[¶22] We next address the standard of proof. The preponderance of the evidence standard of proof usually applies in industrial insurance appeals.[20] No general principle or fixed rule exists for deciding when to require more than a [185 Wn.App. 164] preponderance of the evidence to prove something. Without any one guiding principle or rule, Washington courts have required proof of facts by clear, cogent, and convincing evidence in over 30 different types of cases.[21] These cases include those involving " involuntary mental illness commitment, fraud, 'some other quasi-criminal wrongdoing by the defendant' as well as the risk of having one's 'reputation tarnished erroneously.'" [22] For the most part, when these cases do not involve the loss of liberty or deprivation of a property interest, they reflect a policy decision.

[¶23] For example, in American Products Co. v. Villwock,[23] the court held that emancipation of a minor must be proved by clear, cogent, and convincing evidence because the right and duty of a parent " to exercise parental control and to provide parental care and support, is of such paramount importance and necessity, and is so thoroughly recognized in law and by society in general."

Page 935

[¶24] Here, the Board made a policy decision about the standard of proof based on the consequences of a felonious conduct finding:

[A]n injured worker subjected to the felony provision of RCW 51.32.020 could also be subject to significant reputation damage, a potential for later criminal prosecution, and (as is the case at bar) significant financial consequences, such as an overpayment of benefits received prior to a determination that the worker committed the felony. The felony payment bar in RCW 51.32.020 punishes the worker who committed or attempted to commit a felony when injured inasmuch as it denies the worker and his or her beneficiaries the right to receive payments for time-loss compensation, permanent partial disability, and permanent total disability, under an otherwise [185 Wn.App. 165] allowed claim. The consequences of a finding of felony commission are punitive and sufficiently analogous to cases of willful misrepresentation to require the heightened standard of proof we have long applied in cases where the Department or self-insured employer alleges a worker committed intentional misrepresentation under RCW 51.32.240.[24]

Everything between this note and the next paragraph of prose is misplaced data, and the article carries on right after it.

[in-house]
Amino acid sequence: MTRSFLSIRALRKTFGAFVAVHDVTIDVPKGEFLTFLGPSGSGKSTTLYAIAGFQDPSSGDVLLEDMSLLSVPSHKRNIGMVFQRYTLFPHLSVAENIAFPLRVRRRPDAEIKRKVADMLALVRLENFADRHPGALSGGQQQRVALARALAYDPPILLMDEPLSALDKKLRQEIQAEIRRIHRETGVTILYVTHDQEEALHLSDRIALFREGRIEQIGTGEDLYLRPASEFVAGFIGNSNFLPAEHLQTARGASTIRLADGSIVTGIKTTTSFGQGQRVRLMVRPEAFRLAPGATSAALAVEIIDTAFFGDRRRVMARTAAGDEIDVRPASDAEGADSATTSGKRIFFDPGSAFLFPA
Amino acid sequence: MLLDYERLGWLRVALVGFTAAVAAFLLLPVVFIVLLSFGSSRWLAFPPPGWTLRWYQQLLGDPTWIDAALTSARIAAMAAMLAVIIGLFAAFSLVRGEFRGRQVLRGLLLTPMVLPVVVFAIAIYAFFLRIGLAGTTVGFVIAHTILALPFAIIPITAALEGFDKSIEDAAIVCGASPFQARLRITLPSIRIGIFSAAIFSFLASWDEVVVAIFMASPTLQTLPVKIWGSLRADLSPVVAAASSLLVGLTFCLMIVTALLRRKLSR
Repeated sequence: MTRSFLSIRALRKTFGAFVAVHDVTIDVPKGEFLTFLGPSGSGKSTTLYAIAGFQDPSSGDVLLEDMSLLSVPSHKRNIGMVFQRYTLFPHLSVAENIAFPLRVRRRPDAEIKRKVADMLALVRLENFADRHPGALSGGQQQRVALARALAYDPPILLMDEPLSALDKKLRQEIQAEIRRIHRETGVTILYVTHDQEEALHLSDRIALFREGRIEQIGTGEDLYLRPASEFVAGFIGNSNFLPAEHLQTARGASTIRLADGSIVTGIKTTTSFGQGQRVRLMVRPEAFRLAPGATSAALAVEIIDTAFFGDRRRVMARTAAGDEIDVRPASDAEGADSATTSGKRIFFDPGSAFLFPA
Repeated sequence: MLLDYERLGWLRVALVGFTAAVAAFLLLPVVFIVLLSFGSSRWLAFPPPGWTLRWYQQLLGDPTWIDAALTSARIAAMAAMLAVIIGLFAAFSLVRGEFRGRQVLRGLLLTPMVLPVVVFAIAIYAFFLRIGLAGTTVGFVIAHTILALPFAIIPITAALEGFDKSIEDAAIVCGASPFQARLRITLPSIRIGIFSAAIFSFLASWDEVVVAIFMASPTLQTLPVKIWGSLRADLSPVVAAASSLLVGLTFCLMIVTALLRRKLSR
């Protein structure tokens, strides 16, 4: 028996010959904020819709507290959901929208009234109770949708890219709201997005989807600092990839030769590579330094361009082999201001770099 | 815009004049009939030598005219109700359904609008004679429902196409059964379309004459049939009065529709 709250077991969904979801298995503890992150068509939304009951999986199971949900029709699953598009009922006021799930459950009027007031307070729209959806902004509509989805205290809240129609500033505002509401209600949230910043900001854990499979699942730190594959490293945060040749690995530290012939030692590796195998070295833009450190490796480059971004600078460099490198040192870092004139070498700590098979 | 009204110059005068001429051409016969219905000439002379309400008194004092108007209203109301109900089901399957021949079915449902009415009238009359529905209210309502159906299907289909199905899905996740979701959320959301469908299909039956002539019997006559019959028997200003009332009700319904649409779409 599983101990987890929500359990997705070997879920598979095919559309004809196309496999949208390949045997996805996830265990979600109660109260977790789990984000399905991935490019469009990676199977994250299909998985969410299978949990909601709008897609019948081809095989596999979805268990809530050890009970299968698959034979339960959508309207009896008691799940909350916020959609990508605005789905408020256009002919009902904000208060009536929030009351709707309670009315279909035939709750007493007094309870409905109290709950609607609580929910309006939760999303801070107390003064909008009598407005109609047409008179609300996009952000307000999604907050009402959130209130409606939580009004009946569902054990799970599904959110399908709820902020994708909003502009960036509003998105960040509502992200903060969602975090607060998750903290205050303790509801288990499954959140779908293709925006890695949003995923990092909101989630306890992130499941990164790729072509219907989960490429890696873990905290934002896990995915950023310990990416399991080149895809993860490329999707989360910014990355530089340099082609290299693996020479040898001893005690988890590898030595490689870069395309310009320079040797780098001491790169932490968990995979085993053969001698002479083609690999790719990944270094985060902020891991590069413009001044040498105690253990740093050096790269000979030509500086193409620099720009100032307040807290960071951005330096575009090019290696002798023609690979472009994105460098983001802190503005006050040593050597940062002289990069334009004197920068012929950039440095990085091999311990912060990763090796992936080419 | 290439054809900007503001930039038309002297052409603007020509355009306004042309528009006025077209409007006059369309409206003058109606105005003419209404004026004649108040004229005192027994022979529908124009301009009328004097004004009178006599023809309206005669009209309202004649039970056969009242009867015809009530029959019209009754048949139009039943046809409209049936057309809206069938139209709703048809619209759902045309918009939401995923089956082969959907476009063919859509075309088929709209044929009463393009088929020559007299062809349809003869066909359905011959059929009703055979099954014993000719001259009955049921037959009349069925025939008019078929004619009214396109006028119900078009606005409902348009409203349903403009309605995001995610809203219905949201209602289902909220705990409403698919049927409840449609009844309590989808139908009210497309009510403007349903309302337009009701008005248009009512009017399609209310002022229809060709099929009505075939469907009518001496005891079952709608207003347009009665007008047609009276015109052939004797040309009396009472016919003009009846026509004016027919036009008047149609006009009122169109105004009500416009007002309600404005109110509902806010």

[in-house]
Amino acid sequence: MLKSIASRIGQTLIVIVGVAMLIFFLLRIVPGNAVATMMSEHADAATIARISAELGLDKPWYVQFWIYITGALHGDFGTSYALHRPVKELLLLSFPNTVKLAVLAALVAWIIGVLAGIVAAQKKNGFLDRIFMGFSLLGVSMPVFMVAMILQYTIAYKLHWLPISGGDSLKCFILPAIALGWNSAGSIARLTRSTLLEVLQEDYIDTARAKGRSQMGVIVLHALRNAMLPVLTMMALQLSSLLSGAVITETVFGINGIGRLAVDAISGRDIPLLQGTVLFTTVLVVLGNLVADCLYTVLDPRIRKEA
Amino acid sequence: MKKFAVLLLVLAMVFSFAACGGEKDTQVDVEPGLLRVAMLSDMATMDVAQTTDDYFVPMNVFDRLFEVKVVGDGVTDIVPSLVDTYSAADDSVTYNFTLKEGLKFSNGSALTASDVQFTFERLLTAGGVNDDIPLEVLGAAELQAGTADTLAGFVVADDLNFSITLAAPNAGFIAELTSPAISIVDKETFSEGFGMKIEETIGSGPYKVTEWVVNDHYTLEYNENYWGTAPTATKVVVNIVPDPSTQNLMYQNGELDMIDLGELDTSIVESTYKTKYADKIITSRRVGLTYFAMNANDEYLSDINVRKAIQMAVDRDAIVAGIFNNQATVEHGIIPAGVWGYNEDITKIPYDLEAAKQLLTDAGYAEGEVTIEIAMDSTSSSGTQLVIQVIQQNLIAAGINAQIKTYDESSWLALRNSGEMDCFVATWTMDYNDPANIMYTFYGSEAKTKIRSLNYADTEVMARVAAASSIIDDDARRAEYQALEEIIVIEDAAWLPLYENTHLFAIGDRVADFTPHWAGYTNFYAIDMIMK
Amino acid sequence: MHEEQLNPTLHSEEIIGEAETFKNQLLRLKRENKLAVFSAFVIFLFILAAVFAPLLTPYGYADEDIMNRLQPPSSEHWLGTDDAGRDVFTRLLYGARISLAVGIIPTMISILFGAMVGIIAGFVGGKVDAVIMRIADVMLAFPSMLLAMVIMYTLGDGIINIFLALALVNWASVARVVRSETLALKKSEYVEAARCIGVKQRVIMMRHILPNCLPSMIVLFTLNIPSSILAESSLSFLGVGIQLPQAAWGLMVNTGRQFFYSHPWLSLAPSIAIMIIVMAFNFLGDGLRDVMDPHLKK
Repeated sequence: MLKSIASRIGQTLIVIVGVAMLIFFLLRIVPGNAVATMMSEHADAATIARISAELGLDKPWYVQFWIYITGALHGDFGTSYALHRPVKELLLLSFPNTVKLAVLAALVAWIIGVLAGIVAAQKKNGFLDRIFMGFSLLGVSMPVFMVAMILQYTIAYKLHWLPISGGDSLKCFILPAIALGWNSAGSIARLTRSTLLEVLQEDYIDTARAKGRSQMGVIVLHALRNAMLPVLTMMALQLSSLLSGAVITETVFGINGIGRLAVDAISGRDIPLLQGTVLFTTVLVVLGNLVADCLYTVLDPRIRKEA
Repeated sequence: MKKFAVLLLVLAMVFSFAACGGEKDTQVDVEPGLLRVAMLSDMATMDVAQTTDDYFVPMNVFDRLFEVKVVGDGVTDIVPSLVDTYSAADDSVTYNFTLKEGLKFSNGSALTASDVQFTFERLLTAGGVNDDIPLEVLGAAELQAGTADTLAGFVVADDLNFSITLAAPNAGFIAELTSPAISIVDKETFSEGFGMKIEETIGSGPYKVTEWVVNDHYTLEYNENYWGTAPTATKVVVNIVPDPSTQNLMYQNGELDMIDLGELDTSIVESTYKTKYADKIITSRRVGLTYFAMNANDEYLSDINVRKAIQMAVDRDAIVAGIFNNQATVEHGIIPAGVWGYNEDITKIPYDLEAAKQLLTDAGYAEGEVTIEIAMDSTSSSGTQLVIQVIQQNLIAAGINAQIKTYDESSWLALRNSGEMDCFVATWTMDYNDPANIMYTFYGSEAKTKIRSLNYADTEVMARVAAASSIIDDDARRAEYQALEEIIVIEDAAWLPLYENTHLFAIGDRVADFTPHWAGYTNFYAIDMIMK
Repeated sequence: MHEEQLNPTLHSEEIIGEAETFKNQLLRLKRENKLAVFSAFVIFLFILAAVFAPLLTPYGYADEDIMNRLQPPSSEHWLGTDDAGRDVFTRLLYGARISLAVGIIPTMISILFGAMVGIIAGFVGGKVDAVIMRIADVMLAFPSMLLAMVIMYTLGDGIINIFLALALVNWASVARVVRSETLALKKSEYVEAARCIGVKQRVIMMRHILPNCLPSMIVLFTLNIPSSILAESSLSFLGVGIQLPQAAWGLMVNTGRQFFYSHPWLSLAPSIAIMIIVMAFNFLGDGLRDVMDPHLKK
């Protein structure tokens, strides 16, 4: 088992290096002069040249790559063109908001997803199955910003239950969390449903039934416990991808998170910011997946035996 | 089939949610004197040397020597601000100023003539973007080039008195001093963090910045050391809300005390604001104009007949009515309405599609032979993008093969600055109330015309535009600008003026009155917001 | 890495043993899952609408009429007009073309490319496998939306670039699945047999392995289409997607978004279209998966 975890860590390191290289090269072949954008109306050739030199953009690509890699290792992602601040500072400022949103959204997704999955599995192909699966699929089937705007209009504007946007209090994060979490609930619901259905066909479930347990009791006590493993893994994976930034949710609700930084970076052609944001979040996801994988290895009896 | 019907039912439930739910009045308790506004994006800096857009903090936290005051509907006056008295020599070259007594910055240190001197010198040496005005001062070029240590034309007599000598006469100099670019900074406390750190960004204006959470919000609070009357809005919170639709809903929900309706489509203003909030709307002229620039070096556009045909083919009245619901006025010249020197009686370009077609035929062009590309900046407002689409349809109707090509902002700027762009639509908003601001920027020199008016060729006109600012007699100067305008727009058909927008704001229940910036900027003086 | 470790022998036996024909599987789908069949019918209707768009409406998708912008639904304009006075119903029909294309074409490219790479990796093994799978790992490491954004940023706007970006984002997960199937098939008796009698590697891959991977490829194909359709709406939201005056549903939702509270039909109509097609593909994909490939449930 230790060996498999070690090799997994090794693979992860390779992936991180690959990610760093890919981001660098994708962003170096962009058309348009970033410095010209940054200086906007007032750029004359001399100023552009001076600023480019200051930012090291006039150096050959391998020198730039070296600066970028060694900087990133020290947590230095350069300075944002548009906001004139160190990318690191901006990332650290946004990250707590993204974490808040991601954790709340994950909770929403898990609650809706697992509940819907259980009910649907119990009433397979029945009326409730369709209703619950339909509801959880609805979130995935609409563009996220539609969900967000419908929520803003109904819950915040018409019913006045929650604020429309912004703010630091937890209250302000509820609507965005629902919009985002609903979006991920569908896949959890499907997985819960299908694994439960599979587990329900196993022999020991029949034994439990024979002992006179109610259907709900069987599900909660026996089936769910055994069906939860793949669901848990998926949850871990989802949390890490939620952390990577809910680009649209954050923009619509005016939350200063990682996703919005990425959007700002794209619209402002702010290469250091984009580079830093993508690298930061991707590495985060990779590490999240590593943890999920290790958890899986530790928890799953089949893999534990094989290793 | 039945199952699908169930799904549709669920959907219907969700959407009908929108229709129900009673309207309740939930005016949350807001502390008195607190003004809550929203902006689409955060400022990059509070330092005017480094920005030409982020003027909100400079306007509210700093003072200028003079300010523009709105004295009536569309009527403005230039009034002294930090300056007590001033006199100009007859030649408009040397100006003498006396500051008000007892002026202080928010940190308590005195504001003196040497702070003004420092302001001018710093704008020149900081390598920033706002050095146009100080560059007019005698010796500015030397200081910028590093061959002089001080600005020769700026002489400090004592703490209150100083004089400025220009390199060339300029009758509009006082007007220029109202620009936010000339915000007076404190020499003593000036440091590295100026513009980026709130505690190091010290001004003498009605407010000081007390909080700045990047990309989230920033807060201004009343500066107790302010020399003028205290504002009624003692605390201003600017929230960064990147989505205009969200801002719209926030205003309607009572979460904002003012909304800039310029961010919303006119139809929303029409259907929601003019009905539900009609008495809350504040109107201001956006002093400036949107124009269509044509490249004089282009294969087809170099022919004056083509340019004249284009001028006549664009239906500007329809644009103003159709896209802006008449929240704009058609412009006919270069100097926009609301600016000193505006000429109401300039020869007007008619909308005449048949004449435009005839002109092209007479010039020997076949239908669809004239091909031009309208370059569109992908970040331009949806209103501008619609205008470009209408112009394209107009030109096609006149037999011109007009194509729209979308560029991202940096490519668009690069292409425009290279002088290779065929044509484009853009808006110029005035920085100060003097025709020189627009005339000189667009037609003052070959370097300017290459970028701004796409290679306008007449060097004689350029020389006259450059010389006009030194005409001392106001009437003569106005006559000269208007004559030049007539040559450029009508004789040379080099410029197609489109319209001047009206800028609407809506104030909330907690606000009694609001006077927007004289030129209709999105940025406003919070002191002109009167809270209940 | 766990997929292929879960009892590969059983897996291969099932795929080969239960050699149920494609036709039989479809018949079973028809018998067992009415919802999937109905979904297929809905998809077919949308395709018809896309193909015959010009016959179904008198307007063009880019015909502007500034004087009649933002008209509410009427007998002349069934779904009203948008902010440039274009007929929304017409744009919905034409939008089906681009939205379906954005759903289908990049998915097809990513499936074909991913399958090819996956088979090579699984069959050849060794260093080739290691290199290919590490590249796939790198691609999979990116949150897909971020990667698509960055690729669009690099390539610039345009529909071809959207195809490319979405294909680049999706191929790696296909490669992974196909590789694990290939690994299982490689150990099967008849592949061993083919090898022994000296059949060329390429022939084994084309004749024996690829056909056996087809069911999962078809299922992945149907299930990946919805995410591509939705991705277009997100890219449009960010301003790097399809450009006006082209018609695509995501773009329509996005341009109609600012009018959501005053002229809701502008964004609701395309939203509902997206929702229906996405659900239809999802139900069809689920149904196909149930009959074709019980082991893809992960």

[¶25] While not controlling, the construction and application of a statute by an administrative agency charged with its enforcement often provides a valuable aid to the courts and should be given great weight.[25] This includes consideration of how the agency " 'fill[ed] in the gaps'" to effect a general statutory scheme, so long as the " agency does not purport to 'amend' the statute." [26]

[¶26] Here, the legislature has not provided any standard of proof for the felony payment bar under RCW 51.32.020. Consistent with the purpose of the Industrial Insurance Act, the policy of liberal construction of the act, and other decisions of the Board involving the standard of proof, the Board adopted a clear, cogent, and convincing standard of proof. It provided a sound analysis for its decision that recognizes the significant differences and consequences between a felony payment bar appeal and an ordinary industrial insurance appeal. The trial court appropriately deferred to the expertise of the Board on this issue. Because we find the Board's justification for its decision persuasive, we hold that the State must prove the facts supporting the felony payment bar under RCW 51.32.020 by clear, cogent, and convincing evidence to deny a worker industrial insurance benefits the worker should otherwise receive.